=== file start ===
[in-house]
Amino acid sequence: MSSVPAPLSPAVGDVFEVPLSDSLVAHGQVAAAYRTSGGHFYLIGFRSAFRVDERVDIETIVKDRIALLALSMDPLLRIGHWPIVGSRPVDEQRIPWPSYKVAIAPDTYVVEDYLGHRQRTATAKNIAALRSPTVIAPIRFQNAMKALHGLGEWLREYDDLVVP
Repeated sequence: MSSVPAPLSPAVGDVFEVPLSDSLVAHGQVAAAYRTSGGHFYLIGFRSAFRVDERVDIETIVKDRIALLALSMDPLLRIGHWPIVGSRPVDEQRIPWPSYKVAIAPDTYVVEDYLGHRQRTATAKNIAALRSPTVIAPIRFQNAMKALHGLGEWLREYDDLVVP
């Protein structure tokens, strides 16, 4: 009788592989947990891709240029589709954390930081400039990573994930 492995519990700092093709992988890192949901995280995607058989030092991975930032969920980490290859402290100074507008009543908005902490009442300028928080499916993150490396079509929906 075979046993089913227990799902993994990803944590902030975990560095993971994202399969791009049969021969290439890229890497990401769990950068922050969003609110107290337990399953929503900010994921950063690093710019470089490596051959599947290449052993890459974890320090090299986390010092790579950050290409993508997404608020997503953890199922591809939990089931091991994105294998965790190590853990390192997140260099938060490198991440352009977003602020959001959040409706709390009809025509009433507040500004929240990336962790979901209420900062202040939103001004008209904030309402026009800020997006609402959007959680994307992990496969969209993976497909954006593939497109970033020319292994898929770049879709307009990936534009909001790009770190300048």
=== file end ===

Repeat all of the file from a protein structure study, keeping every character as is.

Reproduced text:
[in-house]
Amino acid sequence: MSSVPAPLSPAVGDVFEVPLSDSLVAHGQVAAAYRTSGGHFYLIGFRSAFRVDERVDIETIVKDRIALLALSMDPLLRIGHWPIVGSRPVDEQRIPWPSYKVAIAPDTYVVEDYLGHRQRTATAKNIAALRSPTVIAPIRFQNAMKALHGLGEWLREYDDLVVP
Repeated sequence: MSSVPAPLSPAVGDVFEVPLSDSLVAHGQVAAAYRTSGGHFYLIGFRSAFRVDERVDIETIVKDRIALLALSMDPLLRIGHWPIVGSRPVDEQRIPWPSYKVAIAPDTYVVEDYLGHRQRTATAKNIAALRSPTVIAPIRFQNAMKALHGLGEWLREYDDLVVP
């Protein structure tokens, strides 16, 4: 009788592989947990891709240029589709954390930081400039990573994930 492995519990700092093709992988890192949901995280995607058989030092991975930032969920980490290859402290100074507008009543908005902490009442300028928080499916993150490396079509929906 075979046993089913227990799902993994990803944590902030975990560095993971994202399969791009049969021969290439890229890497990401769990950068922050969003609110107290337990399953929503900010994921950063690093710019470089490596051959599947290449052993890459974890320090090299986390010092790579950050290409993508997404608020997503953890199922591809939990089931091991994105294998965790190590853990390192997140260099938060490198991440352009977003602020959001959040409706709390009809025509009433507040500004929240990336962790979901209420900062202040939103001004008209904030309402026009800020997006609402959007959680994307992990496969969209993976497909954006593939497109970033020319292994898929770049879709307009990936534009909001790009770190300048």